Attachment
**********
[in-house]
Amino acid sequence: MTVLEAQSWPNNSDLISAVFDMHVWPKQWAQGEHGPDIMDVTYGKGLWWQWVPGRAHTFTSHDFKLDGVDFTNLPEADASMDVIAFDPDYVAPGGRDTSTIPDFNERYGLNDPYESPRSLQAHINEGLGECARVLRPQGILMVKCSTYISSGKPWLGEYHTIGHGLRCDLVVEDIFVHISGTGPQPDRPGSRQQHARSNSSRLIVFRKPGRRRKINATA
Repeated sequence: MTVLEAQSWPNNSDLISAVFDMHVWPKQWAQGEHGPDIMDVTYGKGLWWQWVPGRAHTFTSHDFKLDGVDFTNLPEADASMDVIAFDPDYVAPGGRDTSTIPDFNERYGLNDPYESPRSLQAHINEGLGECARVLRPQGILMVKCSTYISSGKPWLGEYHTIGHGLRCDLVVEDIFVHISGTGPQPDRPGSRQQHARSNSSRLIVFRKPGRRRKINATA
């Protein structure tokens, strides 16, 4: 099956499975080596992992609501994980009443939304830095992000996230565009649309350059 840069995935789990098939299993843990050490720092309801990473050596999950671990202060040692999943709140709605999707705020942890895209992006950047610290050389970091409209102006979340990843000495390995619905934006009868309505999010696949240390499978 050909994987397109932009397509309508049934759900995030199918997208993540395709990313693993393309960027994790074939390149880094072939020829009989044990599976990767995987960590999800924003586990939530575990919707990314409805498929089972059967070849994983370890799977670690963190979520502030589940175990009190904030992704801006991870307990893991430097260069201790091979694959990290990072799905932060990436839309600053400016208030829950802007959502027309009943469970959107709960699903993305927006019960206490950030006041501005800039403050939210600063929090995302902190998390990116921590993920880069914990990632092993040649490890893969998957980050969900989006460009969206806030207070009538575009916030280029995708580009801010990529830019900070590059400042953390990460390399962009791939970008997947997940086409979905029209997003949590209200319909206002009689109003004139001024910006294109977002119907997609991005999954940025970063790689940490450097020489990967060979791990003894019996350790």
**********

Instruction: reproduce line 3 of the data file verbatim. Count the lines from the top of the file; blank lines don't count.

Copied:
Repeated sequence: MTVLEAQSWPNNSDLISAVFDMHVWPKQWAQGEHGPDIMDVTYGKGLWWQWVPGRAHTFTSHDFKLDGVDFTNLPEADASMDVIAFDPDYVAPGGRDTSTIPDFNERYGLNDPYESPRSLQAHINEGLGECARVLRPQGILMVKCSTYISSGKPWLGEYHTIGHGLRCDLVVEDIFVHISGTGPQPDRPGSRQQHARSNSSRLIVFRKPGRRRKINATA